Fishermen in Kasimedu are an unhappy lot. Their haul of fish is decreasing by the day, thanks to motorboats with banned Chinamade 840cc engines. They have now intensified their protest against the illegal boats, saying that their diesel-run low-power boats are unable to keep up with them.
The Times of India reported that around 200 of these illegal boats are in use. They travel much longer distances at high speeds, fishermen with more traditional boats say, allowing them to harvest the choicest fish from large shoals that ride the currents off the shoreline.
South Indian Fishermen Welfare Association president K Bharathi said crews with the high-speed boats also use gill nets, resulting in highly effective but indiscriminate fishing that results in a large amount of non-commercial by-catch. These methods are putting traditional fishermen from Kasimedu out of business, he said to TOI.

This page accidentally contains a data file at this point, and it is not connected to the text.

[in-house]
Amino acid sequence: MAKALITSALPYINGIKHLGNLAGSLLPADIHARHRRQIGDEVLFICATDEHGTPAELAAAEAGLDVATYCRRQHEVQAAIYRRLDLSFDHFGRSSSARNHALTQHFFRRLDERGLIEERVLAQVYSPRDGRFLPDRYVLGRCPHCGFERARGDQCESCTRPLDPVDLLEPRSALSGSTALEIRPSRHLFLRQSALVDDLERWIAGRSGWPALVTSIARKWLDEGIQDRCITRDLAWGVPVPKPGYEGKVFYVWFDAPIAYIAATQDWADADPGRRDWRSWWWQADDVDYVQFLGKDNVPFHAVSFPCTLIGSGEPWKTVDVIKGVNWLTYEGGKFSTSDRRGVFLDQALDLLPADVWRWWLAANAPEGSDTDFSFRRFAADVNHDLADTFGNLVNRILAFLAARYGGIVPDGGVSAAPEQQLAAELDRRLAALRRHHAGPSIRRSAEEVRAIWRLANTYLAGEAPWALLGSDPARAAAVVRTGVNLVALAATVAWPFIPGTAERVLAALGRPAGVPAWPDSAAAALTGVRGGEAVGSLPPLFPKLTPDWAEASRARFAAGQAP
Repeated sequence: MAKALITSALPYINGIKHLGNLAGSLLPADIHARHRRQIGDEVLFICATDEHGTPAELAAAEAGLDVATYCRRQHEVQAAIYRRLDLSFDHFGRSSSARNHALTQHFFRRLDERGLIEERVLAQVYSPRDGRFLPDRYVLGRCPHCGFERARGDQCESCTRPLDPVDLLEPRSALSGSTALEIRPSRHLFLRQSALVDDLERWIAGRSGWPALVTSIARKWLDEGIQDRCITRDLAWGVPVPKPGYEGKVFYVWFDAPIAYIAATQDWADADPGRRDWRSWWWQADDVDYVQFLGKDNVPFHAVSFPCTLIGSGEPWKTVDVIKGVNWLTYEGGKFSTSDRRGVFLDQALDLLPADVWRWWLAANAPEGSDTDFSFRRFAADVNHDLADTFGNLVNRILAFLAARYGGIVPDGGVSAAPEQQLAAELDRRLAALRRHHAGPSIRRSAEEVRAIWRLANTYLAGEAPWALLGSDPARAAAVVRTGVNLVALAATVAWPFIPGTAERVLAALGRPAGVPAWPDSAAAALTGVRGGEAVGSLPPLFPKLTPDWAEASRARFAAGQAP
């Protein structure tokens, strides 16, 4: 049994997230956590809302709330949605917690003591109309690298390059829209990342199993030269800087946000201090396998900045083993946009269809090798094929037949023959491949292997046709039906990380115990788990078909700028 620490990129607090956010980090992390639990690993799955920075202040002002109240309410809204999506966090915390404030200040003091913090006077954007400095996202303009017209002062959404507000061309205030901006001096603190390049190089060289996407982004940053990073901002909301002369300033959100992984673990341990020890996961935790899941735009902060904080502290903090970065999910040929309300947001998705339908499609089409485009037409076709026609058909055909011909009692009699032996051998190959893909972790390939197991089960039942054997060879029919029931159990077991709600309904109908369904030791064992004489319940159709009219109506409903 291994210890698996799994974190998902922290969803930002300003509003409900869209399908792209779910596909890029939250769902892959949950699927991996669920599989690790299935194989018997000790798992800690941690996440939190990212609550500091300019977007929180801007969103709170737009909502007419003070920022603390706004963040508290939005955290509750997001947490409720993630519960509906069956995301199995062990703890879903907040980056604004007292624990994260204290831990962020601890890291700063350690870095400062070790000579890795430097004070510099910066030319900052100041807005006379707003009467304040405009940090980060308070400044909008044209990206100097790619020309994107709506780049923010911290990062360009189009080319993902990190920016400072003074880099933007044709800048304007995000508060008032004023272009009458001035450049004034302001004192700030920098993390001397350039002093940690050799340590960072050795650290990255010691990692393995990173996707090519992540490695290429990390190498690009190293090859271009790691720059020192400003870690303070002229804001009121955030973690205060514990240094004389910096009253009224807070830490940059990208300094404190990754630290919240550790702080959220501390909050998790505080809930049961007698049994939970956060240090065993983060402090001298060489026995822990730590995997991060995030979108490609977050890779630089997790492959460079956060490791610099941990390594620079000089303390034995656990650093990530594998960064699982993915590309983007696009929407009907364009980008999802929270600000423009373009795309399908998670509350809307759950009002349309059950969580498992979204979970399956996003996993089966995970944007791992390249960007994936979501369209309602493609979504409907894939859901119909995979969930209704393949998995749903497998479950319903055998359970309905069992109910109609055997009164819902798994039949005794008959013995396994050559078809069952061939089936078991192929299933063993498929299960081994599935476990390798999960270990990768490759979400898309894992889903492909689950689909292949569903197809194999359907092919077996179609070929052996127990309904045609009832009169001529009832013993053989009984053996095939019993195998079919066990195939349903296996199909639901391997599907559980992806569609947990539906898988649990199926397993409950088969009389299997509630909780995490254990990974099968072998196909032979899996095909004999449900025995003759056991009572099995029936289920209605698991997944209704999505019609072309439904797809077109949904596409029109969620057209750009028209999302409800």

“The use of the boats is making it difficult for other fishermen whose catch is getting smaller by the day. There has to be a uniform policy regarding the use of high-speed engines,” Bharathi said.
“As it is, fish populations have depleted off the north Tamil Nadu coast, forcing fishermen to travel up to waters off Andhra Pradesh where the catch is better. Fishermen in Andhra Pradesh have started to oppose the entry of fishermen from Tamil Nadu because of the boats with illegal, highpower engines,” he further added.
The use of the illegal boats is destroying the business of the traditional fishermen from Kasimedu. They have boats that are 15m long or smaller, compared to the 20m long Chinese-engine boats. They recently held a meeting to discuss how to organise their opposition to high-speed vessels with banned China-made motors.
Fishermen claim that small and medium boats return with a catch of about 150 to 200 baskets of fish but the high-speed boats regularly net 1,500 baskets at one go. They are now demanding a crackdown on unregistered boats.